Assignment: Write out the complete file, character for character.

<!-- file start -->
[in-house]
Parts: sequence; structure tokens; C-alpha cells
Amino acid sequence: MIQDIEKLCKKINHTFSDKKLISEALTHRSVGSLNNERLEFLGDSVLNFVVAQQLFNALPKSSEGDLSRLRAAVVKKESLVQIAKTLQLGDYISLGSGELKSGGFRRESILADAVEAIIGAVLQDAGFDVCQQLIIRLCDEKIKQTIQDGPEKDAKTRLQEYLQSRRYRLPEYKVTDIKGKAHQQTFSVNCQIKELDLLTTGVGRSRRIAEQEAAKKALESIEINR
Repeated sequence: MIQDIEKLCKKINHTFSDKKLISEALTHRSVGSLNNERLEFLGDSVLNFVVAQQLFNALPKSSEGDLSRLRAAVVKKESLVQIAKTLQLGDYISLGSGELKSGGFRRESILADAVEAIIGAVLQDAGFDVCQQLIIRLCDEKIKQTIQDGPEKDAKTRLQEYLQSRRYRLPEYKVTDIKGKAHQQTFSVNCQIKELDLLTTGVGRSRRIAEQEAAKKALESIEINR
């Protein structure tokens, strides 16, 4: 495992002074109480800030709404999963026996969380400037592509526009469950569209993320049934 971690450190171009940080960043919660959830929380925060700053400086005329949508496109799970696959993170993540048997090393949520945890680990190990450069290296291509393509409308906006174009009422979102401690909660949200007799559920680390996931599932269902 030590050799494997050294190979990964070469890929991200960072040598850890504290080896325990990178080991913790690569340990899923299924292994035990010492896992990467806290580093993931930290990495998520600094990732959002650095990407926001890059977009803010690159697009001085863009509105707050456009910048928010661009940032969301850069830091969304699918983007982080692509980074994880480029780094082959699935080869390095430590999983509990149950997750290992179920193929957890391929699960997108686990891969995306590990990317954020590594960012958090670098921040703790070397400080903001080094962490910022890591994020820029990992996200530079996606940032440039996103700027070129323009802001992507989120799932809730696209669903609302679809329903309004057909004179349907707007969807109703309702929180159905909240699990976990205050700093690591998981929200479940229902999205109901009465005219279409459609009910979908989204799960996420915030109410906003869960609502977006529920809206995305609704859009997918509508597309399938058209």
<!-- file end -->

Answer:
[in-house]
Parts: sequence; structure tokens; C-alpha cells
Amino acid sequence: MIQDIEKLCKKINHTFSDKKLISEALTHRSVGSLNNERLEFLGDSVLNFVVAQQLFNALPKSSEGDLSRLRAAVVKKESLVQIAKTLQLGDYISLGSGELKSGGFRRESILADAVEAIIGAVLQDAGFDVCQQLIIRLCDEKIKQTIQDGPEKDAKTRLQEYLQSRRYRLPEYKVTDIKGKAHQQTFSVNCQIKELDLLTTGVGRSRRIAEQEAAKKALESIEINR
Repeated sequence: MIQDIEKLCKKINHTFSDKKLISEALTHRSVGSLNNERLEFLGDSVLNFVVAQQLFNALPKSSEGDLSRLRAAVVKKESLVQIAKTLQLGDYISLGSGELKSGGFRRESILADAVEAIIGAVLQDAGFDVCQQLIIRLCDEKIKQTIQDGPEKDAKTRLQEYLQSRRYRLPEYKVTDIKGKAHQQTFSVNCQIKELDLLTTGVGRSRRIAEQEAAKKALESIEINR
């Protein structure tokens, strides 16, 4: 495992002074109480800030709404999963026996969380400037592509526009469950569209993320049934 971690450190171009940080960043919660959830929380925060700053400086005329949508496109799970696959993170993540048997090393949520945890680990190990450069290296291509393509409308906006174009009422979102401690909660949200007799559920680390996931599932269902 030590050799494997050294190979990964070469890929991200960072040598850890504290080896325990990178080991913790690569340990899923299924292994035990010492896992990467806290580093993931930290990495998520600094990732959002650095990407926001890059977009803010690159697009001085863009509105707050456009910048928010661009940032969301850069830091969304699918983007982080692509980074994880480029780094082959699935080869390095430590999983509990149950997750290992179920193929957890391929699960997108686990891969995306590990990317954020590594960012958090670098921040703790070397400080903001080094962490910022890591994020820029990992996200530079996606940032440039996103700027070129323009802001992507989120799932809730696209669903609302679809329903309004057909004179349907707007969807109703309702929180159905909240699990976990205050700093690591998981929200479940229902999205109901009465005219279409459609009910979908989204799960996420915030109410906003869960609502977006529920809206995305609704859009997918509508597309399938058209």